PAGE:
HC Deb 11 March 1948 vol 448 cc1420-1
73. General Sir George Jeffreys

asked the Secretary of State for the Home Department what are the arrangements for giving education to persons serving sentences in His Majesty's prisons; by whom is such education given; what are the subjects taught; and in view of the fact that the pupils are in prison on account of crimes committed by them, whether character training forms part of the curriculum.

Mr. Ede

At some prisons, including most of those used as training centres and centres for young prisoners, the local education authority arranges classes and supplies the teachers, and in others, despite the handicaps of overcrowding and under-staffing, classes are taken by voluntary teachers and members of the prison staff. The curriculum varies from prison to prison, and covers a variety of subjects. In addition, over 400 prisoners take correspondence courses. The educational curriculum forms part of the general training system of which character training is one of the primary aims.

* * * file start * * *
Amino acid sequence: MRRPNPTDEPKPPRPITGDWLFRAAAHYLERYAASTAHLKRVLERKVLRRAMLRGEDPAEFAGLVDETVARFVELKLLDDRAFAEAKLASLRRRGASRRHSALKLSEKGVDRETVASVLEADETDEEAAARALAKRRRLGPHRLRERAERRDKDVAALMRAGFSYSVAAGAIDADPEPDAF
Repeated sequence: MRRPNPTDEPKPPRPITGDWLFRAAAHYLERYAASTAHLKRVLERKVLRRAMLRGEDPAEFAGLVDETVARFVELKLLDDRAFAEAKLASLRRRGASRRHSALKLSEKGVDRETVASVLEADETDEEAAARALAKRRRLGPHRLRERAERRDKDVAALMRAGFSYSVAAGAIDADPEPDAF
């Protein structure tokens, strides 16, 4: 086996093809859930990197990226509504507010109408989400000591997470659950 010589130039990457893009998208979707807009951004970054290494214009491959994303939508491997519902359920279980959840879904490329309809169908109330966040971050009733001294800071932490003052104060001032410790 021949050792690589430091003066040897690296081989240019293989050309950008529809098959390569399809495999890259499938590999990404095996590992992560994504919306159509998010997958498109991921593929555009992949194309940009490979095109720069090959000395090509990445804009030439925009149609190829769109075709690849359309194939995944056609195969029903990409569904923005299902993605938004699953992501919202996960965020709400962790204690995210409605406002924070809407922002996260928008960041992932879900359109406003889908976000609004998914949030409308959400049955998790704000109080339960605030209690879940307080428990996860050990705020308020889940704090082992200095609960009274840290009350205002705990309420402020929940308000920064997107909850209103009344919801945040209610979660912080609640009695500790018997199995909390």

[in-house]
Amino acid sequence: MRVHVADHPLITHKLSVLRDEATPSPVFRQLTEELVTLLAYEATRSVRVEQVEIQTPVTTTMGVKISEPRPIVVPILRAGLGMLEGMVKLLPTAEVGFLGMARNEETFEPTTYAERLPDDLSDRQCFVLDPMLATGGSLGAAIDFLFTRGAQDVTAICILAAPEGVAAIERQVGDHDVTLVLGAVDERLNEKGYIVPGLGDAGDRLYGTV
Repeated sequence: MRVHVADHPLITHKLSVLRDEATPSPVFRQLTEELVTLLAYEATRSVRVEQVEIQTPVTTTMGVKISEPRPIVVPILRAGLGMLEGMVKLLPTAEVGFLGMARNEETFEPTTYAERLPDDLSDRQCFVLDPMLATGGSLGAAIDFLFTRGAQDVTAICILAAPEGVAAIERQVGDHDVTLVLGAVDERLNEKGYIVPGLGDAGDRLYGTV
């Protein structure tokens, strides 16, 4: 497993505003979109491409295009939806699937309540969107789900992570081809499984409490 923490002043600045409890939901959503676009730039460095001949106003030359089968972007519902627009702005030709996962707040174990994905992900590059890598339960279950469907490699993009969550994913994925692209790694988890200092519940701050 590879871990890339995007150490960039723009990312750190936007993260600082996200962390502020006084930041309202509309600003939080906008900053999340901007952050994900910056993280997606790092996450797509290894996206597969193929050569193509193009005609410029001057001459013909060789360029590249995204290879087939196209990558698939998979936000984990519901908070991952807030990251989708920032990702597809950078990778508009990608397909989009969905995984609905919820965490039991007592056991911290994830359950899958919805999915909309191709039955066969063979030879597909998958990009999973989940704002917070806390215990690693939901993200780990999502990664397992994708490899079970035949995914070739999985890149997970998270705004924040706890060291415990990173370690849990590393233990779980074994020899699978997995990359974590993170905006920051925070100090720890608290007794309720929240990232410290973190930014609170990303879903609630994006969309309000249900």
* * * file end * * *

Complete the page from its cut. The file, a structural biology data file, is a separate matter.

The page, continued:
Sir G. Jeffreys

Should not training invariably be compulsory in education given in prison, in view of the fact that reformation is one of the objects of sending people to prison?

Mr. Ede

I believe that character training should be at the basis of all teaching but, as a teacher, I know how difficult it is to make it compulsory.

Mr. Chetwynd

Is it possible for my right hon. Friend to consider allowing some of the prisoners themselves to take teaching classes?

Mr. Ede

I understand that on technical subjects the abilities of prisoners are used, but prisoners are not regarded as the best persons to give character training.

Mr. Edward Evans

Would my right hon. Friend indicate how it is possible to apply a direct method of character training? Does not character training grow out of the curriculum?

Mr. Ede

My hon. Friend and I are both teachers. I would object to giving a lecture upon pedagogy to the House.